By Steve Stolder / Starbucks Newsroom
Deborah Hinojosa-Prater learned to recognize what Scott Walden calls his “quirks.” The signs were subtle: sometimes it was simply noticing a change in the tone of his voice – imperceptible to almost anyone else – or he’d suddenly become fidgety. When that happened, the Starbucks store manager would quietly suggest that the 45-year-old take a short break from work or she would redirect him to a task that took him away from whatever it was that was creating anxiety.
Walden was a U.S. Air Force veteran who served for 22 years. Stationed in South Korea and deployed numerous times, he’d developed Post-Traumatic Syndrome. After he retired from the military in 2014, Hinojosa-Prater hired him as an assistant store manager at the San Antonio Starbucks Military Family Store. Among his duties was working the drive-thru window, something that filled him with anxiety.
“I don’t know if I can really describe it,” said Walden. “My thought was, vehicles pull up. I don’t have a full view of everything going on. To me, I was stuck in a corner. If you put a cat or a dog in a corner, what’s going to happen?”
The Indiana native ultimately decided that the bustle of Starbucks wasn’t for him. After six months on the job, he told Hinojosa-Prater that he was moving on, and thanked her – for always having his back.
“I wouldn’t have lasted that long if not for Deborah,” said Walden. “Anytime I would say something to her about what I was feeling, she would understand. It’s tough to explain to somebody in what I would say are civilian terms. It’s hard to put that across to somebody.
“She understood because of her brother.”
A family history of service
Military service is a tradition in Hinojosa-Prater’s family. Her grandfather on her mother’s side, Urbano Gonzales, was one of seven brothers who enlisted to serve in World War II. Some were underage and had to lie to get in. Remarkably, even though all the brothers saw combat, they all made it back home to Texas’ Rio Grande Valley.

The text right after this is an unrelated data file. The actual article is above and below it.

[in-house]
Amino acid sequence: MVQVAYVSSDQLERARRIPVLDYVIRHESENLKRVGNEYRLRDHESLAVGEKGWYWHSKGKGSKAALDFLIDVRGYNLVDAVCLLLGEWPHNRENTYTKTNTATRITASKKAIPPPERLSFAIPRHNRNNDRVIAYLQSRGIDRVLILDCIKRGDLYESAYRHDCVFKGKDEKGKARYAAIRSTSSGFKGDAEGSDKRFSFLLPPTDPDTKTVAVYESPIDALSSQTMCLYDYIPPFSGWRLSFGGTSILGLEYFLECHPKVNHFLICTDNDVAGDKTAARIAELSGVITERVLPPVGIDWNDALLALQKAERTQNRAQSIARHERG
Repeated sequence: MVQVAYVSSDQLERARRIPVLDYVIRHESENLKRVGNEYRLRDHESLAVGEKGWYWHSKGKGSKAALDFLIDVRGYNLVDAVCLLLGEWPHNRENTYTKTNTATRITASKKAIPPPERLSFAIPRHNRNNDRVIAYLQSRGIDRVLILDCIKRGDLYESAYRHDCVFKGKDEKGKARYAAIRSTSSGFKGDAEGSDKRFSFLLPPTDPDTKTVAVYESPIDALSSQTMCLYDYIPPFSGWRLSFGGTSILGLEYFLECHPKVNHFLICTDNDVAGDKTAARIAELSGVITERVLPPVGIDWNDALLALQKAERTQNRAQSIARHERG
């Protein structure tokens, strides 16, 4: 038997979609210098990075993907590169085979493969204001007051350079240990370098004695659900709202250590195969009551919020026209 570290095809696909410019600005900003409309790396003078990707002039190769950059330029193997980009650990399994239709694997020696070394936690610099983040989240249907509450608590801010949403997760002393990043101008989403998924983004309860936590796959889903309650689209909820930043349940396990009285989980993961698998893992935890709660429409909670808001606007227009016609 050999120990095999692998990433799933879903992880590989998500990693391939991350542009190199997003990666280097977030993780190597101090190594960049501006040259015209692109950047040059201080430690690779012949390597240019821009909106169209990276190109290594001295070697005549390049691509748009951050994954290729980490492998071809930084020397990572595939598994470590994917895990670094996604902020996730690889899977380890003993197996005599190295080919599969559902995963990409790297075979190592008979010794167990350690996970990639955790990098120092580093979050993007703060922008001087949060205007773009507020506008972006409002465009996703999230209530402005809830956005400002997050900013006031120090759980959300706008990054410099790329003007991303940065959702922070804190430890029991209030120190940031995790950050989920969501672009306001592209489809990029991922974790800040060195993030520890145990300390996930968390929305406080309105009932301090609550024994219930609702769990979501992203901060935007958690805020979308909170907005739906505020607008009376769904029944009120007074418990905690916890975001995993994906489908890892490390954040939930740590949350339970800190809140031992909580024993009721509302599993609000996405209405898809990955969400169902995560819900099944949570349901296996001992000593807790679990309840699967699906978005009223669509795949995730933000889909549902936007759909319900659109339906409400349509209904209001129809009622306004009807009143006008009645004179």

Hinojosa-Prater’s two younger brothers also felt the call to serve. Roy Jr., the middle child, was in the Army for eight years, doing two tours in Afghanistan and one in Iraq. David, the youngest, has been in the Air Force for eight years and had served one tour in Afghanistan.
Hinojosa-Prater, 35, was born in San Antonio and raised mostly in Raymondville, which she describes as a “blink-and-you-miss-it” town near the southernmost tip of Texas. She returned to San Antonio in 2000 to attend college, but dropped out, had a daughter and found work with a grocery retailer.
After 11 years on the job, she began looking for a new company that would provide a better quality of life. She interviewed with Starbucks in 2011 and was shocked to receive an email offer before she’d left the building. When Starbucks began laying the groundwork for its Military Family Store program, Hinojosa-Prater was selected to manage one of the seminal stores at Lackland Air Force Base.
When she took the job, she didn’t fully understand the then-new mission of Military Family Stores – to support and honor veterans, military spouses and active-duty service members. Once she grasped the role her store played in the company’s efforts to bridge the military/civilian divide, she was all in.